The northernmost Zoroastrian temple takes its name from the Persian word “Ateshgah,” with “atesh” meaning “fire” and “gah” meaning “place.” Here, fires would be lit using wood collected from orchards, so pleasant odors from the embers would waft around.
Ateshgah is a cube-shaped brick building, with its dome having fallen in. Its corners were once covered with pilasters, and its walls decorated with dual arches. Meanwhile, the interior walls have niches with peaked arches.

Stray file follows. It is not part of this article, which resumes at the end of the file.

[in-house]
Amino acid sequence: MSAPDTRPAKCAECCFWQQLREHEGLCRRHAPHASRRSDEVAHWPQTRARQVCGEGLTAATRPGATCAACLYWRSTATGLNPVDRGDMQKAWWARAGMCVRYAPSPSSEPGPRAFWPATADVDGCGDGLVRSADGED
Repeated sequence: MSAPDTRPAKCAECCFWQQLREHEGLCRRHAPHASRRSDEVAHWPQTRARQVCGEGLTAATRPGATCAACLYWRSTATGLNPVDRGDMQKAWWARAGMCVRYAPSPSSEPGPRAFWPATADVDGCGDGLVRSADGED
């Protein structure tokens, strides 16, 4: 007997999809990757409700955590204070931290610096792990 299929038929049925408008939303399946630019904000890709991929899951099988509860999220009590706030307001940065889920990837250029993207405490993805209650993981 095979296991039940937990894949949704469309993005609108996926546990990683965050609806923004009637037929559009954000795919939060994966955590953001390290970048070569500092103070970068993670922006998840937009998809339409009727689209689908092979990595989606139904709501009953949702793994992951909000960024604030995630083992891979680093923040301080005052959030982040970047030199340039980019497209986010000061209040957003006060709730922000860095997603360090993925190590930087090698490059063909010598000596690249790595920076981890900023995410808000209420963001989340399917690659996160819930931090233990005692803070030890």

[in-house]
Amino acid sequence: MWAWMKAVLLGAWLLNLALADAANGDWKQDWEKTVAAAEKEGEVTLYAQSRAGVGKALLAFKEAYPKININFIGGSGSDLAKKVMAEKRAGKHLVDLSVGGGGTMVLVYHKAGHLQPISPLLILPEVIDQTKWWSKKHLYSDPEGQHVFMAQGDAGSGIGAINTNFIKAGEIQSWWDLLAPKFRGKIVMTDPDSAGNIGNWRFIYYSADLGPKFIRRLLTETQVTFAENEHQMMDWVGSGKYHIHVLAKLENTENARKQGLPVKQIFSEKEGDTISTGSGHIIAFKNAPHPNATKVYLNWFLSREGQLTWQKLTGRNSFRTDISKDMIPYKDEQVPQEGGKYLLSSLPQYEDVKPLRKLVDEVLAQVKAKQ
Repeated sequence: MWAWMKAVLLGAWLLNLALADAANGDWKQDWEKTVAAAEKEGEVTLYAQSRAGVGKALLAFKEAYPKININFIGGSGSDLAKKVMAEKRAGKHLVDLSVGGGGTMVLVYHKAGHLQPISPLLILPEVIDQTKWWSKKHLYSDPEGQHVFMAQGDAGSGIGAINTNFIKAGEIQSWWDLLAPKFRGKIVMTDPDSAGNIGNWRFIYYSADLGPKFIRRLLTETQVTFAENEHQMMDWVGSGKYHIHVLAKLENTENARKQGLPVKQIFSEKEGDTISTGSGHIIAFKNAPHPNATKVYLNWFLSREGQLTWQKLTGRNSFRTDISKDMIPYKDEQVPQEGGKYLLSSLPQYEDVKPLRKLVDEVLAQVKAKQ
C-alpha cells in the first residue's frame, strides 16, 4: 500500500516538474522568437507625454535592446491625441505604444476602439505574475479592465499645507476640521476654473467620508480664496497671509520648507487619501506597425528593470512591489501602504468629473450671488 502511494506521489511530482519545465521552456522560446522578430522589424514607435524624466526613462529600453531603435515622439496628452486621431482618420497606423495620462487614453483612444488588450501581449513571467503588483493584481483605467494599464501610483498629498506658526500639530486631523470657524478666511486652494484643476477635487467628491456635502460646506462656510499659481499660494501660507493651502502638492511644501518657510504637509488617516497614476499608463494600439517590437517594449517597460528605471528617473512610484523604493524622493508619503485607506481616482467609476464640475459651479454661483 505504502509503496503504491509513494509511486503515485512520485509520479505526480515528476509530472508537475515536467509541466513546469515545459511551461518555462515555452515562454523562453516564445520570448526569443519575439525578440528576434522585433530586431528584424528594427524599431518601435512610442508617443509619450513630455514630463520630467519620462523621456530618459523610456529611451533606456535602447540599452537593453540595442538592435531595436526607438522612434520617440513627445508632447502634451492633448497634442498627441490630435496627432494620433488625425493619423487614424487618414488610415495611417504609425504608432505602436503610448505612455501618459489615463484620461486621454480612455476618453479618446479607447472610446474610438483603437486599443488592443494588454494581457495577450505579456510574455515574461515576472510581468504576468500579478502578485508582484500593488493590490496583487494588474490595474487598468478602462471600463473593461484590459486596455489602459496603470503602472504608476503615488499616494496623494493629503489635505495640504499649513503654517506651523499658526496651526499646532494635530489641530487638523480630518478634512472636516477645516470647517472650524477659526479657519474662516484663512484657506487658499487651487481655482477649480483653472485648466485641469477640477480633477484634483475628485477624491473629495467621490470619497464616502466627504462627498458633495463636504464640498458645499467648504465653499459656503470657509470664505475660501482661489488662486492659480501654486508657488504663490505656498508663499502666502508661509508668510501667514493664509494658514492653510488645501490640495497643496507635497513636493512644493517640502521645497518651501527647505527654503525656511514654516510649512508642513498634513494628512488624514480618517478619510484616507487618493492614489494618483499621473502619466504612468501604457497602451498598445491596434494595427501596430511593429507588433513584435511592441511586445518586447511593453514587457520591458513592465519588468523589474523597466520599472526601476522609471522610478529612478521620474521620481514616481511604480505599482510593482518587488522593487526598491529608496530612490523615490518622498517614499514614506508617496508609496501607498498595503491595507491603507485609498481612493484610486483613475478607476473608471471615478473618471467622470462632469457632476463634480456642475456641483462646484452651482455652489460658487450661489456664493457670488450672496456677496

From the 1720s, the temple was used as a mosque, and later as a storehouse and then a living space. From 2007 to 2009, when ICOMOS (the International Council on Monuments and Sites) rehabilitated Tbilisi’s Betlemi district, Ateshgah was restored and equipped with a temporary roof.